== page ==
Clusterin is a protein overexpressed in the brain of AD patients associated with the clearance of cellular debris and apoptosis. It has been demonstrated that MCI patients have higher plasmatic clusterin levels compared to healthy controls; moreover higher clusterin levels were associated with significantly lower MMSE scores at baseline and with the longitudinally structural atrophy for patients with MCI.18
It is a protein of neuronal cytoskeleton where it provides mechanical strength and regulates axonal diameter; its levels are higher in AD, FTD and Parkinsonism compared to healthy control, also in oldest olds, and it is related to brain atrophy.19
Lipidomics research involves the identification and quantification of cellular lipid molecular species and their interactions with other lipids, proteins, and different metabolites. Extensively studied lipidomic biomarkers of AD include abnormal glycerophospholipids (due to an abnormality in the integrity of cell membranes). Notably, Mapston and coll.20 reported a set of 10 phospholipids from peripheral blood that predicted phenoconversion to either aMCI or AD within 2-3 years, with over 90% accuracy.
mi-RNA is endogenous ~23-nucleotide non-coding RNA molecules highly conserved in eukaryotes that regulate gene expression through post-transcriptional repression. Deregulation in their expression modulate some AD-related genes (such as Aβ, BACE1, tau, α and γ secretase genes) and promotes disease progression affecting levels of Aβ, p-tau and synaptic damage. Recently Reddy and coll.21 reviewed the role as potential biomarkers of miRNAs in blood and CSF from patients with AD showing neuroprotective forms (e.g., miRNAs 101, 124, 219, 16) and neurodegenerative forms (e.g., RNAs-26b, 206, 125, 33) in the brain and hippocampus.22-24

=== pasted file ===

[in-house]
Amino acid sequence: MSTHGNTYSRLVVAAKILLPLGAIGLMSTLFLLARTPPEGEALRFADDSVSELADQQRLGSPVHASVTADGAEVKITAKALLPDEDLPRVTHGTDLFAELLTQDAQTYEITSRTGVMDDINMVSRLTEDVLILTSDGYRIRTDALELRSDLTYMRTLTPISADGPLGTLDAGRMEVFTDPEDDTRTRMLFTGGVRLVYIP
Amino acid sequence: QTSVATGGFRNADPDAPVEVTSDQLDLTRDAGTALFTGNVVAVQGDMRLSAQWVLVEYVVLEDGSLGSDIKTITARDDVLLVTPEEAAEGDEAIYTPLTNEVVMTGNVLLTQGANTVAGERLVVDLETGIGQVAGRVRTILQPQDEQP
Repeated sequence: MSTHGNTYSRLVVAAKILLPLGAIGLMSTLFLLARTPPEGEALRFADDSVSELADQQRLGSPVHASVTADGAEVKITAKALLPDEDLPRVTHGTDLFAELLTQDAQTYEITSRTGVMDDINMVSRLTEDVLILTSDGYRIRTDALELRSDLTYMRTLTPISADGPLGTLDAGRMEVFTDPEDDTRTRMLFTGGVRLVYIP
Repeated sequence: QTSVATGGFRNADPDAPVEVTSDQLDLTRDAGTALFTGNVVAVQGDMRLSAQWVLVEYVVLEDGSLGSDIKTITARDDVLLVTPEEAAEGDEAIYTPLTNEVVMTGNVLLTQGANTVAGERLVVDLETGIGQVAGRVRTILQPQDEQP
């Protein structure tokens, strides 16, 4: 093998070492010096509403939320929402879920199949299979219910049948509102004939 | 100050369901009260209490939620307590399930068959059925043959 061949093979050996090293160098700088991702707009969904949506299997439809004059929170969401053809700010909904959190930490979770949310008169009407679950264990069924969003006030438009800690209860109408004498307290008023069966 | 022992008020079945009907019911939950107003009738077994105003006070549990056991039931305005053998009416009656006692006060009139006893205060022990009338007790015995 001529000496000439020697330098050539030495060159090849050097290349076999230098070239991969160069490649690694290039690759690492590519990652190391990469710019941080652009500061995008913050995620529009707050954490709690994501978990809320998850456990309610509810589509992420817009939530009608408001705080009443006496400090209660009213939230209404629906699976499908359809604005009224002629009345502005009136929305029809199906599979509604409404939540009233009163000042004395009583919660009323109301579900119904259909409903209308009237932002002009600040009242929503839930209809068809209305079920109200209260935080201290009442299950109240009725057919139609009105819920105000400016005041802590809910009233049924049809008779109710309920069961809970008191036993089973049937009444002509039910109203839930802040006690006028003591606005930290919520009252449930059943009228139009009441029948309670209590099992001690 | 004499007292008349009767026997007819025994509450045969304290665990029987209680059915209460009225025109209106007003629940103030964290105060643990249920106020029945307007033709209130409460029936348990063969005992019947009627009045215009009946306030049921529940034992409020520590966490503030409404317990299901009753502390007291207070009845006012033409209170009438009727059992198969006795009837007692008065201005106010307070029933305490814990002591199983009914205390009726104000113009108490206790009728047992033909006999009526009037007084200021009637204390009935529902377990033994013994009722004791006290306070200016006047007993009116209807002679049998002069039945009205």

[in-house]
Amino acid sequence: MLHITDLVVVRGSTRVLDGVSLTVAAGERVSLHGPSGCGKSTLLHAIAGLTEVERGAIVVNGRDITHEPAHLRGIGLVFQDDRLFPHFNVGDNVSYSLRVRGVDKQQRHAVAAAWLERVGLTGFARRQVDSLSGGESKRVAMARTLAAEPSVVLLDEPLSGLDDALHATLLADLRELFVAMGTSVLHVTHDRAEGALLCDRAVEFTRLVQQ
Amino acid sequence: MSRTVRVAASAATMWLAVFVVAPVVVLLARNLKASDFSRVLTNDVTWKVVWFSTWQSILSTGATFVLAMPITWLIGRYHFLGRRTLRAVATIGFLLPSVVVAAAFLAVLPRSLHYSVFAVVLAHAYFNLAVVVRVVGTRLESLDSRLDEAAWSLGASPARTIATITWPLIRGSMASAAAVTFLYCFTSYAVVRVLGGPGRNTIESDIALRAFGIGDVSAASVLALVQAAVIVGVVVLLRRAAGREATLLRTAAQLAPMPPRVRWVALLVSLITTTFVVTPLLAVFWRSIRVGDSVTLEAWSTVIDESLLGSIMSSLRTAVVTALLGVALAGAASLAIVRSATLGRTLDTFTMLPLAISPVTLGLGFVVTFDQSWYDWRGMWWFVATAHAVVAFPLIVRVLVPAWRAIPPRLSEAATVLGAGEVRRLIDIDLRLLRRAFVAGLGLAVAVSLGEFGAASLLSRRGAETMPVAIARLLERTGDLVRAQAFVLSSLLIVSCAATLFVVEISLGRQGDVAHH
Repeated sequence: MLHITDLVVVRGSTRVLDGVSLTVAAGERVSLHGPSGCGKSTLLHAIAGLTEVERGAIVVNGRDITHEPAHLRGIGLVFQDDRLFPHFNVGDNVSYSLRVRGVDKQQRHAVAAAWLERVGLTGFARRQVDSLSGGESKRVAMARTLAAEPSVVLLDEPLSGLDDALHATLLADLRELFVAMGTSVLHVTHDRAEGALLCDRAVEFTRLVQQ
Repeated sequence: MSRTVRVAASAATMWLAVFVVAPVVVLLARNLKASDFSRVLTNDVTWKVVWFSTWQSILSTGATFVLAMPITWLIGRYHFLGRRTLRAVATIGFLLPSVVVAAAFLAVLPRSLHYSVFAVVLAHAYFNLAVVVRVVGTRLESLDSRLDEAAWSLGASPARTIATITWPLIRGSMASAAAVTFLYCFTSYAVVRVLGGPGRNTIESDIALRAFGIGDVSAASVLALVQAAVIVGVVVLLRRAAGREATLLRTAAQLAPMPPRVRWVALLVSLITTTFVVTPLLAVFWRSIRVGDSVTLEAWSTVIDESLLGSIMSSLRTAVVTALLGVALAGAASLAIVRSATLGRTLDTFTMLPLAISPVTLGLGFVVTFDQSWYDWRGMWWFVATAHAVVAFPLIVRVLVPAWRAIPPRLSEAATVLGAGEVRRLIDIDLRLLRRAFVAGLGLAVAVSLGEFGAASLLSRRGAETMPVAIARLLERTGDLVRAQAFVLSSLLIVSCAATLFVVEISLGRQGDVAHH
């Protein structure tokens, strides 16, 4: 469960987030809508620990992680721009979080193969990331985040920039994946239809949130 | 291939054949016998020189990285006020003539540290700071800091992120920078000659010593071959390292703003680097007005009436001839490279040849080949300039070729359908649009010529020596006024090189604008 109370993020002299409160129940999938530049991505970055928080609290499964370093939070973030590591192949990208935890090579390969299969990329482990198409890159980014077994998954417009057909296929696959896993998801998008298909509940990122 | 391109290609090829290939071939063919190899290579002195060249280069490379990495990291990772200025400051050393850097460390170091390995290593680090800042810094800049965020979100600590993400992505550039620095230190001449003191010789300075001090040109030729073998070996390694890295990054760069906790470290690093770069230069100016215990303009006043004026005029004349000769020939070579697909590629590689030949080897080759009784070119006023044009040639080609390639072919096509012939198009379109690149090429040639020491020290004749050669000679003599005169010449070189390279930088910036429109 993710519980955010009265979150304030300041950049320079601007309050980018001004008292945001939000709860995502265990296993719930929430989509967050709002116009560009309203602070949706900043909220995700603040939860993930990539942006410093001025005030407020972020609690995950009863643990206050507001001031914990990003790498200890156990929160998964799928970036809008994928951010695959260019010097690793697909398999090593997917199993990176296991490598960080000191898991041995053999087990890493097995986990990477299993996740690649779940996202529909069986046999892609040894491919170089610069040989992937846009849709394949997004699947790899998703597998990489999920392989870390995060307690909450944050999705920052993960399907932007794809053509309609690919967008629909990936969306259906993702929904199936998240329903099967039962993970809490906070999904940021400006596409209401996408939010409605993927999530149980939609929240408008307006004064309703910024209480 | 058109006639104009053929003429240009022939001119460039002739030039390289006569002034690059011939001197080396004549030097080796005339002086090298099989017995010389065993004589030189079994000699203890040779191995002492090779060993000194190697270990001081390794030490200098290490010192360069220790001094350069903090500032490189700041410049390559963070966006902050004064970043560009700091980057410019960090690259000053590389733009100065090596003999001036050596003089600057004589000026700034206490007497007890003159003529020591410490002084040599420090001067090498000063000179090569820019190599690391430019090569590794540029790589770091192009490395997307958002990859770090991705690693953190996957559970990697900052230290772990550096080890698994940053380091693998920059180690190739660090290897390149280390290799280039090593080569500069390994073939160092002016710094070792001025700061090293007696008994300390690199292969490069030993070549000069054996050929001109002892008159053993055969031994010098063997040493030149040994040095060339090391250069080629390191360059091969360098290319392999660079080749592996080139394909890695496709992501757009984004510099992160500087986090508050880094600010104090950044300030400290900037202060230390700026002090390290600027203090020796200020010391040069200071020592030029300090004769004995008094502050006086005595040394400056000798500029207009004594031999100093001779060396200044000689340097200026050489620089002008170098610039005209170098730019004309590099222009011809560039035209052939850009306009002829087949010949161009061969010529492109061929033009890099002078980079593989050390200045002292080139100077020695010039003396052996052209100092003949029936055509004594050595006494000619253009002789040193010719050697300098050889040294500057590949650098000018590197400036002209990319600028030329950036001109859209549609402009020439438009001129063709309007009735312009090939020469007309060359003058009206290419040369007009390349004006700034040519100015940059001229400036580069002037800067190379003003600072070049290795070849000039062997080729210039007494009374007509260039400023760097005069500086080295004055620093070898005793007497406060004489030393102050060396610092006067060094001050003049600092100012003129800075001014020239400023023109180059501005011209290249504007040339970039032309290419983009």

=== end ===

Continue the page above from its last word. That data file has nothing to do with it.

So far it is corroborated the measurement of CSF classical biomarkers (CSF Aβ42, t-tau, and p-tau) in clinical practice, but they are not entirely suitable for AD diagnosis showing several limitations, such as variability inter and intra-laboratory, lack of universal cut-off, partial usefulness in MCI and oldest olds, absence of indication in healthy subjects screening. Hence, efforts are needed to find novel candidates in CSF, or in more suitable and easy to get samples including blood or urine. In the next future, it is hopeful that research will find easily measurable biomarkers that can predict cognitive decline in subjects who have a preclinical, prodromal, or clinical AD.